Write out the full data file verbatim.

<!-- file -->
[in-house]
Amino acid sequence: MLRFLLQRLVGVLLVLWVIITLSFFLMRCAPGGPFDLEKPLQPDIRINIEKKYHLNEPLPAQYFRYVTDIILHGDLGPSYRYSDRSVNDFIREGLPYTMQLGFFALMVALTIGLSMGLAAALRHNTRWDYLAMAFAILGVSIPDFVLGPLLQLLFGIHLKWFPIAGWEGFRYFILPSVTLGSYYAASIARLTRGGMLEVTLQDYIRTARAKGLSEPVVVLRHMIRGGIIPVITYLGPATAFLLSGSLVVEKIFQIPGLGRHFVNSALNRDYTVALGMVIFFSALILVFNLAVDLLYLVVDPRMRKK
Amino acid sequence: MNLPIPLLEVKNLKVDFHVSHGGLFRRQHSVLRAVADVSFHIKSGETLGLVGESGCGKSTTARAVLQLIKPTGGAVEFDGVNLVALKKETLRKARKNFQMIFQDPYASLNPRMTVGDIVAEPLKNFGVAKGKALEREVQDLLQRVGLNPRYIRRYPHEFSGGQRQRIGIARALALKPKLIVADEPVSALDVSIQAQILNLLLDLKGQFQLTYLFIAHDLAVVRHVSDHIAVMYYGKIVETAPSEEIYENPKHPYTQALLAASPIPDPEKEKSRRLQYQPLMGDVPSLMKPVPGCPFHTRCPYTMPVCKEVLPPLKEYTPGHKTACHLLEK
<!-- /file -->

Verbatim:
[in-house]
Amino acid sequence: MLRFLLQRLVGVLLVLWVIITLSFFLMRCAPGGPFDLEKPLQPDIRINIEKKYHLNEPLPAQYFRYVTDIILHGDLGPSYRYSDRSVNDFIREGLPYTMQLGFFALMVALTIGLSMGLAAALRHNTRWDYLAMAFAILGVSIPDFVLGPLLQLLFGIHLKWFPIAGWEGFRYFILPSVTLGSYYAASIARLTRGGMLEVTLQDYIRTARAKGLSEPVVVLRHMIRGGIIPVITYLGPATAFLLSGSLVVEKIFQIPGLGRHFVNSALNRDYTVALGMVIFFSALILVFNLAVDLLYLVVDPRMRKK
Amino acid sequence: MNLPIPLLEVKNLKVDFHVSHGGLFRRQHSVLRAVADVSFHIKSGETLGLVGESGCGKSTTARAVLQLIKPTGGAVEFDGVNLVALKKETLRKARKNFQMIFQDPYASLNPRMTVGDIVAEPLKNFGVAKGKALEREVQDLLQRVGLNPRYIRRYPHEFSGGQRQRIGIARALALKPKLIVADEPVSALDVSIQAQILNLLLDLKGQFQLTYLFIAHDLAVVRHVSDHIAVMYYGKIVETAPSEEIYENPKHPYTQALLAASPIPDPEKEKSRRLQYQPLMGDVPSLMKPVPGCPFHTRCPYTMPVCKEVLPPLKEYTPGHKTACHLLEK